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Failing at Gender Equality in Tech

I have been a professional manager, director, and CEO for about two decades now, and I have seen some great progress towards better gender equality in technology jobs worldwide.

Now if you look closely at my prior sentence you can decode a few key things about me. The first is that it is clear that I have had a lot of experience and training to write politically correct statements about such issues. Another observation could be, because of how I lead with my status (titles and time) in the industry that I am a white male. Perhaps you picked up on how I have worked worldwide in different cultures for large companies. Lastly, what you may not pick up on is that me writing that first sentence really pisses me off! Why? Because the words “great progress towards better...” reek of obfuscation, and after two decades we still don’t have this fixed! I will go further to say that most who have or have held my job roles perhaps feel the same, that this level of progress has failed women in technology jobs.

I will not get into all the ways we have failed because that would be a very long list, but I will list off the things that can be done right now if you have the true desire to fix the issues:

  1. Fix the pay gap: Regardless of what level of management you are in, underpaying somebody is unacceptable. Know what your people are paid, and escalate imbalances to make out of budget cycle pay adjustments to correct those issues.

  2. Get called out: No better way to put your own bias in check than to get called out for your own behavior. A large amount of gender inequality is about overlapping unrealistic expectations on both your women and male staff. This includes things that you might not even be aware of. So, create a safe way for your employees, and yourself, to get constructive feedback.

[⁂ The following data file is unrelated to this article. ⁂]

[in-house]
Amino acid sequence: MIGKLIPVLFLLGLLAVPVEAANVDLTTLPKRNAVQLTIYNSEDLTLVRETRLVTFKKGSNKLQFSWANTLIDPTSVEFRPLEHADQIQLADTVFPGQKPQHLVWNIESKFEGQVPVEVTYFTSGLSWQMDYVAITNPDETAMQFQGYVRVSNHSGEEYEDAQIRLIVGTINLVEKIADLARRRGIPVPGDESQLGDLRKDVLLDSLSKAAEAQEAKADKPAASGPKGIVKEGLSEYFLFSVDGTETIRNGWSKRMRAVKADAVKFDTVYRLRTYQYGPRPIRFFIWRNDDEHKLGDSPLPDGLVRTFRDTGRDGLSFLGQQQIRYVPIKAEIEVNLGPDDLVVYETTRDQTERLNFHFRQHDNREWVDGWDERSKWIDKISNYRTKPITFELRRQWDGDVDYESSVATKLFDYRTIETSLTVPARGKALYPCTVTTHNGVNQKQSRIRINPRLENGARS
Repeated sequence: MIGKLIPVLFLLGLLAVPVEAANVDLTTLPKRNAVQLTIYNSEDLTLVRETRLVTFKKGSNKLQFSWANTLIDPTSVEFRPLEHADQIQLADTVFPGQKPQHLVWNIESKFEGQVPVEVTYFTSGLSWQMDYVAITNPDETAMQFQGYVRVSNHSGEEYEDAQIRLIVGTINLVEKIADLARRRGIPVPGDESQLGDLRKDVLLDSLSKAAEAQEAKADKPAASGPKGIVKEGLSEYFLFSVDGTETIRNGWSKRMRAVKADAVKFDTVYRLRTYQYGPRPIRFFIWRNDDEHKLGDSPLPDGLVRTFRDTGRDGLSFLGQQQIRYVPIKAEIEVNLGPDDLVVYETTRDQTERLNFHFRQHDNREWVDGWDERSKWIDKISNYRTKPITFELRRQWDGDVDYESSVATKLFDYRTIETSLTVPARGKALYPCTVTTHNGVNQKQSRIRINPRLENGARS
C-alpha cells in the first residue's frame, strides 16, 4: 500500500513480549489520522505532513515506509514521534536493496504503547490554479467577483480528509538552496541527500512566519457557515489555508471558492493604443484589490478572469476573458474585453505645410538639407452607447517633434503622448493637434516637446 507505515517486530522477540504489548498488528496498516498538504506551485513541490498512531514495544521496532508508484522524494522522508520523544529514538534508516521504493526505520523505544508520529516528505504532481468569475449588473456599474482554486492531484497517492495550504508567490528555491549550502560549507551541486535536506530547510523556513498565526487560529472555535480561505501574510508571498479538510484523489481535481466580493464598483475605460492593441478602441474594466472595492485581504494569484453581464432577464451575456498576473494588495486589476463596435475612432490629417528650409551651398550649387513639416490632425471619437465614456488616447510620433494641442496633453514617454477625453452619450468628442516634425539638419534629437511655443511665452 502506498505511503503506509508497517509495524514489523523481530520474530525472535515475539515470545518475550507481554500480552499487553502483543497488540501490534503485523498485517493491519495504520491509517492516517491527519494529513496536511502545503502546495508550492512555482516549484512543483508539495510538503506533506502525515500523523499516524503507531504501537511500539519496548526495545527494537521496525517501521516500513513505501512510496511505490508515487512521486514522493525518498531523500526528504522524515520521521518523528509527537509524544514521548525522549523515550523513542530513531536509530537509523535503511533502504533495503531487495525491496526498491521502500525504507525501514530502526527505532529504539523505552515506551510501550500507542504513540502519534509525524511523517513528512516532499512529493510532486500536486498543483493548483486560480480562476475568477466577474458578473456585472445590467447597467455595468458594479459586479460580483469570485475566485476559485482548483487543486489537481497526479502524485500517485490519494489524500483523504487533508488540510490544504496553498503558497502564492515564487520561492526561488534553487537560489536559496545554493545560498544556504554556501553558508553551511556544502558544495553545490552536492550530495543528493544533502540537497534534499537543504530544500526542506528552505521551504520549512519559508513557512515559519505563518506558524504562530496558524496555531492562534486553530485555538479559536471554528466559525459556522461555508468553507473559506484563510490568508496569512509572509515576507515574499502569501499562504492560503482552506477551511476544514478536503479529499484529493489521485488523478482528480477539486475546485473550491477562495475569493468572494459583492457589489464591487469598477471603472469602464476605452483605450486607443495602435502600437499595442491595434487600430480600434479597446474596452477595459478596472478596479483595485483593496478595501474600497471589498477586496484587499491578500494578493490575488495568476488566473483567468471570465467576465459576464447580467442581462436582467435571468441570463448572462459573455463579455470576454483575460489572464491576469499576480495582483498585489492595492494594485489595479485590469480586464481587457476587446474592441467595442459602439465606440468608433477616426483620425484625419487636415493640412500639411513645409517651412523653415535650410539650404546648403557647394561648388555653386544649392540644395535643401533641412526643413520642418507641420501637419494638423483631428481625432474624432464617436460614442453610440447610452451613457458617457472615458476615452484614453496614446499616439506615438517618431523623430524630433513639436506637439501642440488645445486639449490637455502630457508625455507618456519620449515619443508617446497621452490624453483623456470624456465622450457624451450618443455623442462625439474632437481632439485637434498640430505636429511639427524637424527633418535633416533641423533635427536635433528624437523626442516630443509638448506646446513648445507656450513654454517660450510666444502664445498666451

3. Yield power and mentor: One thing that I have always loved about Agile development is empowering teams to get work done. Let people own their work, and use mentoring as a way to give coaching so others can grow.

  4. Let the whole person come to work: The male culture of turning off everything outside of work has to end. We need to accept that for a person to be great at our company that they can’t just leave home on the coat rack as they enter the workplace. Instead, we need to support our people to have a work-life balance that does not hold them back in their careers. We need to lower the bar for promotion from “Carl the workaholic” to something that is more realistic. This entails expectations that take into account reasonable workloads, outside of work needs, and keeping people within a healthy work-life balance.

  5. Be a role model: If you follow the items above, then you are on your way to becoming a good role model. It is about you inspiring others to live up to these ideals. Regardless of the position in your company hierarchy, a good role model is critical to the culture within a company. If you are in executive leadership, then this tip is not optional—it is your topmost job responsibility.

The list above extends not just to women but our entire way we create a diverse company. We have failed at this over the last several decades. The fix is only blocked by bureaucratic norms that may seem daunting, but moving forward let’s make National Women’s Day be not about the progress of equality but a celebration that we got this fixed.


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